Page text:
Pointless to pursue Radia tapes probe, CBI to tell SC

21 February 2014

The Central Bureau of Investigation has decided to seek closure of the Niira Radia tapes episode without filing any charges, as it has not found any element of criminality in the 14 preliminary enquiries instituted on the directions of the Supreme Court. The tapped phone conversations between corporate lobbyist Radia and various others found their way into the media, creatig a furore.

Niira RadiaBased on its findings, the CBI is likely to today inform the Supreme Court that it is not in a position to press charges against anybody, and recommend closure of the preliminary enquiries.

Among the first set of inquiries set up by the CBI was the one pertaining to Radia's conversations with a former Telecom Regulatory Authority of India (TRAI) chairman on his appointment as the head of a Pipeline Advisory Committee.

Another inquiry had been initiated into alleged discrepancies in the subscriber database declared by Reliance Communications to the Bombay Stock Exchange and TRAI and two others were against Radia and unknown BHEL officials for purported payment of commission for clearance of bills; and into grant of spectrum to Unitech.

The other preliminary enquiries instituted later were on issues such as procurement of low-floor buses by the Tamil Nadu government under JNNURM scheme of the central government; alleged misconduct in allotment of iron-ore mines to Tata Steel; and some surveys and raids conducted by the Income Tax Department.

Sources in the CBI told various sections of the media that the Supreme Court would be informed about the agency's finding during next hearing, scheduled next month.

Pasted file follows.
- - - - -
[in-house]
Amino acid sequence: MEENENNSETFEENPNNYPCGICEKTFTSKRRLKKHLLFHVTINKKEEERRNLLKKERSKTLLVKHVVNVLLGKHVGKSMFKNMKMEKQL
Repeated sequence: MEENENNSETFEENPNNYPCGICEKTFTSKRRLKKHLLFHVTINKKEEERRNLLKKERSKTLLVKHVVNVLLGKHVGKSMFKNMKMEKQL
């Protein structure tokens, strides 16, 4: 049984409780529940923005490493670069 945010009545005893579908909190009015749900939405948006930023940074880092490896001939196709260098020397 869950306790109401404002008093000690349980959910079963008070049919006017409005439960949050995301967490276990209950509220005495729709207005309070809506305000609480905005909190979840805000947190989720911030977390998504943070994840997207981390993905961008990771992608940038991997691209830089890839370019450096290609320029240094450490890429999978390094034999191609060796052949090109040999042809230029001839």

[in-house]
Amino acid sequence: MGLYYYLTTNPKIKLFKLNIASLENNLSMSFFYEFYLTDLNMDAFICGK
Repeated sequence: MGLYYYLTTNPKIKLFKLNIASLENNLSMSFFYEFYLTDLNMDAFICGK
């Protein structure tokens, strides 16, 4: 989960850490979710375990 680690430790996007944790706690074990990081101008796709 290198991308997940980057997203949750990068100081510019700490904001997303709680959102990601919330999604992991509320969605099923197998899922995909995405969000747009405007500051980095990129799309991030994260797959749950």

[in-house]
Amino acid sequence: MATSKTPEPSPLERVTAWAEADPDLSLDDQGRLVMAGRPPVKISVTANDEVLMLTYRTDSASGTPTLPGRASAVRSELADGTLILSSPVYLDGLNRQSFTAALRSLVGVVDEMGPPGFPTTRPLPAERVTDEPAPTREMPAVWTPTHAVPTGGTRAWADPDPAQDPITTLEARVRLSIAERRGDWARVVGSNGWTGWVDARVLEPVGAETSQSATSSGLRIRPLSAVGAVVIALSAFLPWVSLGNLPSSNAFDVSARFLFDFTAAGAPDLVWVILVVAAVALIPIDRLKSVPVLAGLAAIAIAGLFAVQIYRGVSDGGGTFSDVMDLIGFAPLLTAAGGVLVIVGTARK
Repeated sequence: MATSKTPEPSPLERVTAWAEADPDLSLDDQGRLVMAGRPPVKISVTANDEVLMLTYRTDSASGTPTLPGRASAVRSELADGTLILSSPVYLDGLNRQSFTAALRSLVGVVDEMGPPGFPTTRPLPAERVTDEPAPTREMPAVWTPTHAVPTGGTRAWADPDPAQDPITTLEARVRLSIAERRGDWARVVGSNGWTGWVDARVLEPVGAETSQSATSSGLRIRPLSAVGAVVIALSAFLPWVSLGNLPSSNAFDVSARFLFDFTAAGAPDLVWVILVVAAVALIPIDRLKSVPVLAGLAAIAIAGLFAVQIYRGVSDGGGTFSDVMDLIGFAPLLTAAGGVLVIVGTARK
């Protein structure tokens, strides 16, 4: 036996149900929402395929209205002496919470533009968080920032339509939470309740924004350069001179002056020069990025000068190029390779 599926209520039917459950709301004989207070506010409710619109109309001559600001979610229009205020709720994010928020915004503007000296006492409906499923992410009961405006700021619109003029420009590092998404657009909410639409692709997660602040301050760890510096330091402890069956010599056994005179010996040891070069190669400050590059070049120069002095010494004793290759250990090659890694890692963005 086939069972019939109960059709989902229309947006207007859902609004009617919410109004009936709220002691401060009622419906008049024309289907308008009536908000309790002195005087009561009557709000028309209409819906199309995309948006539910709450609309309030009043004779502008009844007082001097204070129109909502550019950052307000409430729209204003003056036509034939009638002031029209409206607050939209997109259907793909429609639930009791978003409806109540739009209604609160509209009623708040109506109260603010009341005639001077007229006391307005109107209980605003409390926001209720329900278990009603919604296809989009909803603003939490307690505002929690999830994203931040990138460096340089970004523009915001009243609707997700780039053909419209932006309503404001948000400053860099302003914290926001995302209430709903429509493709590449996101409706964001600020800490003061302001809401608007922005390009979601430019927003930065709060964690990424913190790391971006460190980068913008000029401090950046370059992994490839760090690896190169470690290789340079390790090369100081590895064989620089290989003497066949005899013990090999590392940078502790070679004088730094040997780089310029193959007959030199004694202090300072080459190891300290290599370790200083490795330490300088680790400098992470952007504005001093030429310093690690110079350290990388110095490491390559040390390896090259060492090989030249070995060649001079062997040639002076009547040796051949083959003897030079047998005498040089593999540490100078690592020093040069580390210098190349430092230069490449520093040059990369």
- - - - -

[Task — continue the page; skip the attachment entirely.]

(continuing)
They said a final decision whether to close the enquiries or further probe them will depend on the directions of the Supreme Court which had handed to it over the investigation.

They said a journalist from a TV channel and a senior executive of a leading newspaper group have already been examined by the agency.  Besides, executives of Reliance, Unitech and Tata Motors have also been examined by the agency in connection with its enquiries. 

The apex court bench, headed by Justice G S Singhvi, had ordered the CBI to probe 14 issues that were identified by the investigating agency after going through the transcript of the Radia tapes submitted to it by the Income Tax department.

The court has also referred one of the matters to the chief vigilance officer of the department of mines for investigation and another to the Chief Justice of India.

"Radia's conversations reveal deep-rooted malice by private enterprises in connivance with government officials for extraneous purposes," the Supreme Court had said.

Using strong words, the court had said the telephonic conversations suggest corrupt means being adopted by private parties to extract gains.

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